King, Grisham tout importance of independent bookstores

Stephen King called independent booksellers “the intellectual lifeblood of America” on Wednesday during a live video discussion with John Grisham.

The free event, hosted on King’s YouTube channel with suggested donations going to the Bookseller Industry Charitable Foundation, was a wide-ranging conversation that touched on their careers, their writing processes, COVID-19, and their shared love of baseball.

But the pair, who are two of the most famous authors of the last 50 years, started the hourlong conversation by encouraging readers to patronize local, independent bookstores.

As they traded stories about crisscrossing America on book tours, Grisham said he tries to avoid the biggest cities.

“I think you have bigger crowds and more enthusiastic readers in the smaller towns,” said Grisham, whose latest novel, Camino Winds, released Tuesday.

King recalled touring across the country on a motorcycle for the release of his 2016 novel Insomnia, a journey that started in his native Maine and ended in Santa Monica, Calif.

King — whose new collection of novellas, If it Bleeds, released April 21 — did an event in Oklahoma City and enjoyed visiting the state so much he decided to set a book there.

That book was 2019’s The Outsider, which was adapted into an HBO miniseries.

Though he said he didn’t model the fictional setting after any specific town in Oklahoma, King said he “had a feel for the place.”

As for their writing process, both prolific writers said they now try to hit 1,000 words per day.

But when it comes to the constant debate over plotting vs. pantsing, the two heavyweights are on opposite sides.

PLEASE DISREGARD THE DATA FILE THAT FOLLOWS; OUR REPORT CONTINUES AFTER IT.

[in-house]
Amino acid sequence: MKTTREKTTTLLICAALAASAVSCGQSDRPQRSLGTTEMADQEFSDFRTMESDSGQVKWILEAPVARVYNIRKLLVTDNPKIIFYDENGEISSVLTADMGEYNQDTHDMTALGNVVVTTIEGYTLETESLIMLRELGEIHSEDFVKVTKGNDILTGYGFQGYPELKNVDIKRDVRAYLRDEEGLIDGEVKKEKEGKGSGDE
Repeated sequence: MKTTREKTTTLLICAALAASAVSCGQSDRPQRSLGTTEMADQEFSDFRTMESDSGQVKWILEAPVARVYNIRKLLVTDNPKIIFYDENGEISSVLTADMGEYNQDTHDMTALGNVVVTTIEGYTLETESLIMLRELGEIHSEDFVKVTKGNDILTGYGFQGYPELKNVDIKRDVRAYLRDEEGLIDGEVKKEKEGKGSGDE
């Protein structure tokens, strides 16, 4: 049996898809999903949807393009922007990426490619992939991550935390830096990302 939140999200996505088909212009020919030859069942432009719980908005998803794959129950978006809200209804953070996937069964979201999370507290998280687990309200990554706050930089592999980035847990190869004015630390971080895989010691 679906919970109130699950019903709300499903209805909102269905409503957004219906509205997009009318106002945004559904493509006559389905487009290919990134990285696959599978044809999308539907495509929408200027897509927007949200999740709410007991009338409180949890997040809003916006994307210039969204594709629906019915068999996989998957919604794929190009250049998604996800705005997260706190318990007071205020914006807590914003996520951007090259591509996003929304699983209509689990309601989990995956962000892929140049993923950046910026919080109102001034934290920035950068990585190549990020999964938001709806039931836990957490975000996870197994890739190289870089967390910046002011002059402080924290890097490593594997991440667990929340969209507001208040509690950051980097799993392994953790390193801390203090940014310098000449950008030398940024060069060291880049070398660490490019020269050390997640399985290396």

Grisham is the outliner and said his rule of thumb is “don’t write the first scene until you know the last scene,” to which King asked, ““Did you unwrap your presents on Christmas Eve?”

King says he begins with an idea and “characters come on stage one by one.”

“It rarely turns out the way I thought it would,” he said.

King said he received letters about one of his most famous works, Cujo, where readers asked (SPOILER ALERT) “how could you let that sweet little boy die in that car.”

“I didn’t know he was going to die,” King said.

When discussing publishing during the coronavirus pandemic, the titans of commercial fiction said their recent releases will be a benchmark of sorts for how book sales will fare as May approaches.

King said he’s already seen some early numbers from his sales and reports that, while numbers are down in many places, sales are strong in some retailers like Walmart and Sam’s Club, which have remained open amid a nearly nationwide lockdown.


  • King said he sometimes writes short stories because of “the discipline of the form,” which requires short word counts. King is known for writing lengthy books.
  • King now loves computers and not having to print out the pages he’s written each night. “Everything stays liquid,” he siad.
  • Grisham still prints out the pages he’s completed each night and said he’s “terrified” of writing while his computer is connected to the Internet because he’s heard of writers being hacked and their material getting stolen.

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